Many individual investors consider the risk in investing to be the likelihood of suffering a loss during a quarter or a year, rather than the risk of missing longer term investment objectives. This is why they have shifted out of stocks and into bonds so consistently in recent years despite solid, but volatile, stock market performance. Investors have sought the perceived safety evident in the steady but relatively low return of bonds at the expense of potentially undershooting their long-term goals.

A long-term rotation from bonds to stocks is likely to begin sometime this year, as yields finally start to rise following a 30-year decline that boosted bond market total returns and pushed bond valuations to highs. High-quality bonds may begin to suffer losses, and the growing dividends per share coming from stocks become more attractive with stock market valuations near 20-year lows. However, those claiming that it is already underway are premature and may be in for disappointment if they expect the stock market rally to continue each week in the months ahead.

 

IMPORTANT DISCLOSURES

The opinions voiced in this material are for general information only and are not intended to provide specific advice or recommendations for any individual. To determine which investment(s) may be appropriate for you, consult your financial advisor prior to investing. All performance reference is historical and is no guarantee of future results. All indices are unmanaged and cannot be invested into directly.

The economic forecasts set forth in the presentation may not develop as predicted and there can be no guarantee that strategies promoted will be successful.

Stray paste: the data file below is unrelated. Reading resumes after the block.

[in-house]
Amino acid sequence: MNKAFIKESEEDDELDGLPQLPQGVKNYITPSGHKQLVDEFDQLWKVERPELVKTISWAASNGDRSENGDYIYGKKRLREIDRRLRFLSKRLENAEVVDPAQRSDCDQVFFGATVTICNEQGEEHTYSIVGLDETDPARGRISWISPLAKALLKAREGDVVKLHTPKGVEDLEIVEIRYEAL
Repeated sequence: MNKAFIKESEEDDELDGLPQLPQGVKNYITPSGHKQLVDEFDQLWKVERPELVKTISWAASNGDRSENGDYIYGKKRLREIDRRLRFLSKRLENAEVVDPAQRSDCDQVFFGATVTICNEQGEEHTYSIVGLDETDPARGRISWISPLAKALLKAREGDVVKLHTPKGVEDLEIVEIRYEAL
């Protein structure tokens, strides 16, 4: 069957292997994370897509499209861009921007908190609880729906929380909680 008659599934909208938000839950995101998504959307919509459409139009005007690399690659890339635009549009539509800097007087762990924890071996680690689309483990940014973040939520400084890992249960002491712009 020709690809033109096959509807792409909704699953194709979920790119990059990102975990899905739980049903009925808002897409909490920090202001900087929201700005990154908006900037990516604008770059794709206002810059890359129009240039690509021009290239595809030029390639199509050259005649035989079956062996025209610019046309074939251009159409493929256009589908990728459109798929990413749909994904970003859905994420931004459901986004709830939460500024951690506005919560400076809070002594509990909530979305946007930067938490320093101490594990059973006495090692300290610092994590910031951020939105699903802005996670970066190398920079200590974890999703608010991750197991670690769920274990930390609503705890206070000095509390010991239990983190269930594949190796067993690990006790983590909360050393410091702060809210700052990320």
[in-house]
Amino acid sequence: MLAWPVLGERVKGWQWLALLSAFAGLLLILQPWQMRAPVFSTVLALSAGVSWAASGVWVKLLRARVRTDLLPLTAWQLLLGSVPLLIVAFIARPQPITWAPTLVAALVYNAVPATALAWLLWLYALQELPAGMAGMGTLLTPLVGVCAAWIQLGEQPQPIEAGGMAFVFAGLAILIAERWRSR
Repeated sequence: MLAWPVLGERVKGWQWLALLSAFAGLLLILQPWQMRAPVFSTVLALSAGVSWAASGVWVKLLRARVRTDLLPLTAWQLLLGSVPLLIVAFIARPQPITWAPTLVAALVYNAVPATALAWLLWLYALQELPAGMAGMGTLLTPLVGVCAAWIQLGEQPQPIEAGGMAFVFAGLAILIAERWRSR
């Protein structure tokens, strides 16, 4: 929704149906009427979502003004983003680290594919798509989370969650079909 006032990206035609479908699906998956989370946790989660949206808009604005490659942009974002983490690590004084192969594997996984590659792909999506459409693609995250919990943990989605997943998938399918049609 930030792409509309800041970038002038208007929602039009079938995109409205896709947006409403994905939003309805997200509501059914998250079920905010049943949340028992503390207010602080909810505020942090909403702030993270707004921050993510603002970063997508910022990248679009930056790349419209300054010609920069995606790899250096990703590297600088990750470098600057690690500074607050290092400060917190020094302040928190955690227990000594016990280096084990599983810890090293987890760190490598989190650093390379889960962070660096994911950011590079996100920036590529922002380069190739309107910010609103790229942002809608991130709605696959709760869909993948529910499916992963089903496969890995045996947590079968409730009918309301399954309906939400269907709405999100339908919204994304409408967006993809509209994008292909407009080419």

Stock investing involves risk including loss of principal.

Bonds are subject to market and interest rate risk if sold prior to maturity. Bond values and yields will decline as interest rates rise and bonds are subject to availability and change in price.

Municipal bonds are subject to availability, price, and to market and interest rate risk if sold prior to maturity. Bond values will decline as interest rate rise. Interest income may be subject to the alternative minimum tax. Federally tax-free but other state and local taxes may apply.

International and emerging market investing involves special risks such as currency fluctuation and political instability and may not be suitable for all investors.

Investing in mutual funds involves risk, including possible loss of principal.

An investment in Exchange Traded Funds (ETFs), structured as a mutual fund or unit investment trust, involves the risk of losing money and should considered as part of an overall program, not a complete investment program. An investment in ETFs involves additional risks: not diversified, the risks of price volatility, competitive industry pressure, international political and economic developments, possible trading halts, Index tracking error.

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INDEX DEFINITIONS

The Standard & Poor’s 500 Index is a capitalization-weighted index of 500 stocks designed to measure performance of the broad domestic economy through changes in the aggregate market value of 500 stocks representing all major industries.